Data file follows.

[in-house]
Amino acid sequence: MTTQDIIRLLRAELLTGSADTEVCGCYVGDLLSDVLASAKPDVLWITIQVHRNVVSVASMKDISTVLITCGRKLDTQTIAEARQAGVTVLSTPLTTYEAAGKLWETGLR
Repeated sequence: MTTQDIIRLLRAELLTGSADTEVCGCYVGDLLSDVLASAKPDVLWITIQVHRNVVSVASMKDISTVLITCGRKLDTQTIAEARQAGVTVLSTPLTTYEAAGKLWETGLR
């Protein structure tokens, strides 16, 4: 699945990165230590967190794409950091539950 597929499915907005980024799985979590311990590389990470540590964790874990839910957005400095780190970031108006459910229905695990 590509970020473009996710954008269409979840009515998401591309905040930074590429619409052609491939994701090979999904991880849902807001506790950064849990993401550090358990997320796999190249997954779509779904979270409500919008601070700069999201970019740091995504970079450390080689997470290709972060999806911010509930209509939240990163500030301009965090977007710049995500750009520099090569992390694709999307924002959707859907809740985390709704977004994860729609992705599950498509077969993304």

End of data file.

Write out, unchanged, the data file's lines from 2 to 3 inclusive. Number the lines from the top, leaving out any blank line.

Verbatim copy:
Amino acid sequence: MTTQDIIRLLRAELLTGSADTEVCGCYVGDLLSDVLASAKPDVLWITIQVHRNVVSVASMKDISTVLITCGRKLDTQTIAEARQAGVTVLSTPLTTYEAAGKLWETGLR
Repeated sequence: MTTQDIIRLLRAELLTGSADTEVCGCYVGDLLSDVLASAKPDVLWITIQVHRNVVSVASMKDISTVLITCGRKLDTQTIAEARQAGVTVLSTPLTTYEAAGKLWETGLR